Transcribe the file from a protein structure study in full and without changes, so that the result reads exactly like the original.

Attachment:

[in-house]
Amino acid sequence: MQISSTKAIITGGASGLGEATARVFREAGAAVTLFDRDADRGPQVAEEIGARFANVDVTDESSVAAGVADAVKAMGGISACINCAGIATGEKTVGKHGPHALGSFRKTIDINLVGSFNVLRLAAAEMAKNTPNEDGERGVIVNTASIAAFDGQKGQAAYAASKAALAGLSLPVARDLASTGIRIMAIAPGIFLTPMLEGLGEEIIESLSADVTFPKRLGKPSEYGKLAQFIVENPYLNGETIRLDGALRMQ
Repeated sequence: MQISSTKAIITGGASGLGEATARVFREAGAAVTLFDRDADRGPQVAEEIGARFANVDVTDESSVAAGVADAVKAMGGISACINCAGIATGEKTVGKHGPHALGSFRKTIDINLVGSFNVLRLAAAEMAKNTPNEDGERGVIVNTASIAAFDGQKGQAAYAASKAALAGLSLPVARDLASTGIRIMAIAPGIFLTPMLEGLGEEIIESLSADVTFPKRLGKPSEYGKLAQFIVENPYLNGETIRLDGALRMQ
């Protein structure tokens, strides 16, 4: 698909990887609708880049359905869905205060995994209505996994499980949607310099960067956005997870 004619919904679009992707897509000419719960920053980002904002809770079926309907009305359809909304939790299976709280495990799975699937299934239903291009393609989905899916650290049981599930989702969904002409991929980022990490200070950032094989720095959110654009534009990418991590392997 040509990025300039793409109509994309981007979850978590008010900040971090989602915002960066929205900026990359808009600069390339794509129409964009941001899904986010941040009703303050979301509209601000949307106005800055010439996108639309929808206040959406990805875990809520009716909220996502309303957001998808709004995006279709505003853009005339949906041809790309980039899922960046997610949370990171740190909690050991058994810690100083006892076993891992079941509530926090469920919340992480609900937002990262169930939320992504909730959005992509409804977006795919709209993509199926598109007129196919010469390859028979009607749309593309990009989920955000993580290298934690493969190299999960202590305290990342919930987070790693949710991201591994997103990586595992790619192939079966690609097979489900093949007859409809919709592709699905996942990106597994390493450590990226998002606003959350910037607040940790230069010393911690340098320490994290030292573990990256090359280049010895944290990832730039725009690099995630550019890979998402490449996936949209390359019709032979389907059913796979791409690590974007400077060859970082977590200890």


[in-house]
Amino acid sequence: MQISSTKAIITGGASGLGEATARVFREAGAAVTLFDRDADRGPQVAEEIGARFANVDVTDESSVAAGVADAVKAMGGISACINCAGIATGEKTVGKHGPHALGSFRKTIDINLVGSFNVLRLAAAEMAKNTPNEDGERGVIVNTASIAAFDGQKGQAAYAASKAALAGLSLPVARDLASTGIRIMAIAPGIFLTPMLEGLGEEIIESLSADVTFPKRLGKPSEYGKLAQFIVENPYLNGETIRLDGALRMQ
Repeated sequence: MQISSTKAIITGGASGLGEATARVFREAGAAVTLFDRDADRGPQVAEEIGARFANVDVTDESSVAAGVADAVKAMGGISACINCAGIATGEKTVGKHGPHALGSFRKTIDINLVGSFNVLRLAAAEMAKNTPNEDGERGVIVNTASIAAFDGQKGQAAYAASKAALAGLSLPVARDLASTGIRIMAIAPGIFLTPMLEGLGEEIIESLSADVTFPKRLGKPSEYGKLAQFIVENPYLNGETIRLDGALRMQ
């Protein structure tokens, strides 16, 4: 698909990887609708880049359905869905205060995994209505996994499980949607310099960067956005997870 004619919904679009992707897509000419719960920053980002904002809770079926309907009305359809909304939790299976709280495990799975699937299934239903291009393609989905899916650290049981599930989702969904002409991929980022990490200070950032094989720095959110654009534009990418991590392997 040509990025300039793409109509994309981007979850978590008010900040971090989602915002960066929205900026990359808009600069390339794509129409964009941001899904986010941040009703303050979301509209601000949307106005800055010439996108639309929808206040959406990805875990809520009716909220996502309303957001998808709004995006279709505003853009005339949906041809790309980039899922960046997610949370990171740190909690050991058994810690100083006892076993891992079941509530926090469920919340992480609900937002990262169930939320992504909730959005992509409804977006795919709209993509199926598109007129196919010469390859028979009607749309593309990009989920955000993580290298934690493969190299999960202590305290990342919930987070790693949710991201591994997103990586595992790619192939079966690609097979489900093949007859409809919709592709699905996942990106597994390493450590990226998002606003959350910037607040940790230069010393911690340098320490994290030292573990990256090359280049010895944290990832730039725009690099995630550019890979998402490449996936949209390359019709032979389907059913796979791409690590974007400077060859970082977590200890």